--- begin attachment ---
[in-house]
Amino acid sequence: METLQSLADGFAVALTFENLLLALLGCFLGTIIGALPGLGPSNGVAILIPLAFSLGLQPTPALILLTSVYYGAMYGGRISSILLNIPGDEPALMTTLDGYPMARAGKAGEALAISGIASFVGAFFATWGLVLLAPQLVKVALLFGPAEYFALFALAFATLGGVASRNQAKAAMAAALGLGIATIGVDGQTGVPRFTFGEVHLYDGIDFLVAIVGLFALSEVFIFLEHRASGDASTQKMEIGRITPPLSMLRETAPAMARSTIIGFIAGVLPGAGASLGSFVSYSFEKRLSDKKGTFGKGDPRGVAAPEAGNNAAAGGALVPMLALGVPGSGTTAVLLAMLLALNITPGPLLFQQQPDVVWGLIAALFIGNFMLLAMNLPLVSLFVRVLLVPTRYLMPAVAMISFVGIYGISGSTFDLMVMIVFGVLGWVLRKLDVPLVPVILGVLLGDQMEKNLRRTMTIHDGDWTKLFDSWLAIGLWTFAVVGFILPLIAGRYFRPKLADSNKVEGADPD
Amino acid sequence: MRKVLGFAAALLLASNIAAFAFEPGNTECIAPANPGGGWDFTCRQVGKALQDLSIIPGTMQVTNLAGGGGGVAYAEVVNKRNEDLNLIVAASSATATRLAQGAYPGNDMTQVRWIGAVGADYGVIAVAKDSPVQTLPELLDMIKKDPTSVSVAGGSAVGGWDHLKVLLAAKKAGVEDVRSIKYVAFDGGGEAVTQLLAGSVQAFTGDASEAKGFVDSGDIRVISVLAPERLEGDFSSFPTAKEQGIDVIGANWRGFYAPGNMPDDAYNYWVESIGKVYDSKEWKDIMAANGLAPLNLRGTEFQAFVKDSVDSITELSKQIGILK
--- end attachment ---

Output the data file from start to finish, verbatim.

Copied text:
[in-house]
Amino acid sequence: METLQSLADGFAVALTFENLLLALLGCFLGTIIGALPGLGPSNGVAILIPLAFSLGLQPTPALILLTSVYYGAMYGGRISSILLNIPGDEPALMTTLDGYPMARAGKAGEALAISGIASFVGAFFATWGLVLLAPQLVKVALLFGPAEYFALFALAFATLGGVASRNQAKAAMAAALGLGIATIGVDGQTGVPRFTFGEVHLYDGIDFLVAIVGLFALSEVFIFLEHRASGDASTQKMEIGRITPPLSMLRETAPAMARSTIIGFIAGVLPGAGASLGSFVSYSFEKRLSDKKGTFGKGDPRGVAAPEAGNNAAAGGALVPMLALGVPGSGTTAVLLAMLLALNITPGPLLFQQQPDVVWGLIAALFIGNFMLLAMNLPLVSLFVRVLLVPTRYLMPAVAMISFVGIYGISGSTFDLMVMIVFGVLGWVLRKLDVPLVPVILGVLLGDQMEKNLRRTMTIHDGDWTKLFDSWLAIGLWTFAVVGFILPLIAGRYFRPKLADSNKVEGADPD
Amino acid sequence: MRKVLGFAAALLLASNIAAFAFEPGNTECIAPANPGGGWDFTCRQVGKALQDLSIIPGTMQVTNLAGGGGGVAYAEVVNKRNEDLNLIVAASSATATRLAQGAYPGNDMTQVRWIGAVGADYGVIAVAKDSPVQTLPELLDMIKKDPTSVSVAGGSAVGGWDHLKVLLAAKKAGVEDVRSIKYVAFDGGGEAVTQLLAGSVQAFTGDASEAKGFVDSGDIRVISVLAPERLEGDFSSFPTAKEQGIDVIGANWRGFYAPGNMPDDAYNYWVESIGKVYDSKEWKDIMAANGLAPLNLRGTEFQAFVKDSVDSITELSKQIGILK